18th Century Men’s Banyans, Night Gowns, and Wrappers

Last updated: Nov 27, 2021

BANNIAN. ſ. A Man’s undreſs or a morning gown.
(A Dictionary of the English Language, 1768)

The V&A’s website describes these garments: “In the 17th and 18th centuries a nightgown was not a garment worn to bed but a version of the modern dressing gown. Donned over breeches and a shirt, the night gown was worn upon arising in the morning and before dressing in the formal clothes required for public activities. At the end of the day, many men removed their coats and waistcoats, and put on a night gown for relaxing in private at home.”

Some more background from Historic Deerfield: “Since the 16th century, banyans or dressing gowns functioned as loose robes worn by Western gentlemen in the privacy of their homes. The Oxford English Dictionary defines ‘banyan’ as a 16th-century Arabic word for a Hindu trader; by the 1720s, the term had changed to indicate this piece of leisure clothing worn by men at home. Banyans are also described in period literature and diaries as bannians, Indian gowns, morning gowns, loose gowns and nightgowns. There are two basic styles: a loose T-shape, kimono-like garment; and a more fitted coat style, usually with a matching waistcoat, which may be attached to the banyan at the side seams and with some sort of front closure such as frogs or tassels.”

From The Annals of Philadelphia: “In the summer season, men very often wore calico morning-gowns at all times of the day and abroad in the streets. A damask banyan was much the same thing by another name.”

For related informal headwear, see the caps.

  • Palais Fesch MFA852.2.326, a red silk robe
  • MFA 44.6, a silk brocade banyan, 18th century (remodeled)
  • ROM 959.112, a chintz banyan, “Textile made in coastal southeast India, constructed in the Netherlands,” early 18th century
  • Centraal Museum 21651, 18th century; chintz with a linen lining, close-fitting with an upright collar; the patterns for the borders and pockets and closure were designed into the print, and it has a separate waistcoat-front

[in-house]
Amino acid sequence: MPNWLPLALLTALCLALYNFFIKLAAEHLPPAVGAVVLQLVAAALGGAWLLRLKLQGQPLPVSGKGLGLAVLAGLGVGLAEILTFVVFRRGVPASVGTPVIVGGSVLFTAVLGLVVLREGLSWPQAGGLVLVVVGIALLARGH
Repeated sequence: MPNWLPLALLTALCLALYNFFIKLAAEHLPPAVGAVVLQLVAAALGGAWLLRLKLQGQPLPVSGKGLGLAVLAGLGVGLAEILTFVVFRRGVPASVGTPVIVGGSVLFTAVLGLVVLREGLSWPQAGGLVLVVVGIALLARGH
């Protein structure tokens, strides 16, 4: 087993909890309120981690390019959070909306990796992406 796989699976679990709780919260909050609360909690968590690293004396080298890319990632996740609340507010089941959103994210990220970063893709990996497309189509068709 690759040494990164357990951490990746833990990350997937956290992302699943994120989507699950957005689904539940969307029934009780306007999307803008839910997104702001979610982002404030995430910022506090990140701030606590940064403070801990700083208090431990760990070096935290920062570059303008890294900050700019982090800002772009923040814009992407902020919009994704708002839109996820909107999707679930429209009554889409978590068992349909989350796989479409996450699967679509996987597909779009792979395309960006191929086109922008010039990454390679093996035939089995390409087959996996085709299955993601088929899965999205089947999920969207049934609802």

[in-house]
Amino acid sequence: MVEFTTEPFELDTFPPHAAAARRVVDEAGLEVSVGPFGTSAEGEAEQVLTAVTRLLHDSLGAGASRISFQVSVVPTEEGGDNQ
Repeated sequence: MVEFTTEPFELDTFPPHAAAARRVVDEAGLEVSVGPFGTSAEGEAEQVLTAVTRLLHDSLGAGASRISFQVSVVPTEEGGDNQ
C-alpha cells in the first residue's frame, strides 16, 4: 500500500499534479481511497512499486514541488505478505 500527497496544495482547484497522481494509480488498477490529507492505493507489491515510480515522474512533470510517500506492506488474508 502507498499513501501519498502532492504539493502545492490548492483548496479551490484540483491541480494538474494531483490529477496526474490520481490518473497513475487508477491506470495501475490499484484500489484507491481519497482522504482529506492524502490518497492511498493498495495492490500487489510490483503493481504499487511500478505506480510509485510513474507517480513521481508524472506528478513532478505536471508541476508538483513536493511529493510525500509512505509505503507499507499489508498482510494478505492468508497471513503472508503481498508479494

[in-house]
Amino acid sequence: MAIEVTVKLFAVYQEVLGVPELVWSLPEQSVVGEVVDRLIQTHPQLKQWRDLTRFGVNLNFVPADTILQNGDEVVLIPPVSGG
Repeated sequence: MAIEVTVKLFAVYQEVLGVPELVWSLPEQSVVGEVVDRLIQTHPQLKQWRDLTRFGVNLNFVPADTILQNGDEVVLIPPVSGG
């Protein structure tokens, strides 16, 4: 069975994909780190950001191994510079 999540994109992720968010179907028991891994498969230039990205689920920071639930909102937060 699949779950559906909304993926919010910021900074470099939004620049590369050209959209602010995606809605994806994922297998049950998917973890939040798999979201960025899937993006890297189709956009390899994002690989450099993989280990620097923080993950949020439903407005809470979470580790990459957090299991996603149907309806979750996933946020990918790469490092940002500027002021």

• Colonial Williamsburg 2010-20, “Gold silk damask lined with red woven silk; woolen inner lining,” England, early 18th century
  • Met 1983.479.5, silk, England, first quarter of the 18th century
  • CMA 1936.443, a man’s morning gown, resist-dyed cotton with applied gold leaf, India, first half of the 18th century
  • LACMA M.2005.42, mordant painted and resist-dyed cotton from India, c. 1700-1750
  • Man’s banyan of painted-and-dyed cotton, Indian export for the European market, first half of the 18th century
  • V&A T.281-1983, a nightgown in Spitalfields silk, interlined with wool, and lined with silk; England, c. 1707-1720
  • Kunstmuseum Den Haag 0555890, red chintz, c. 1710-1725
  • V&A 1182-1899, silk lined with block-printed cotton, possibly made in Flanders, 1720s
  • V&A T.31-2012, silk damask woven in China, banyan made in Britain or the Netherlands, c. 1720-1750
  • Nordiska museet NM.0263181, c. 1720-1775. Printed cotton fabric woven in India, probably sewn and purchased in London.
  • Met 1973.195.1a, b, cotton and linen, America, c. 1725-1799
  • Met C.I.53.74.7a, b, silk, France, c. 1730
  • Colonial Williamsburg 1991-556, brocaded silk lampas lined with coarse brown linen, made c. 1730 and remade in the late 19th century
  • Met 1981.208.2, figured silk faille, England, c. 1735
  • LACMA M.79.140, Spitalfields silk damask, England, c. 1740
  • Nightgown in blue wool damask, c. 1740
  • Kunstmuseum Den Haag 0555930, dark red silk damask lined with green silk, loose belt at waist, 1743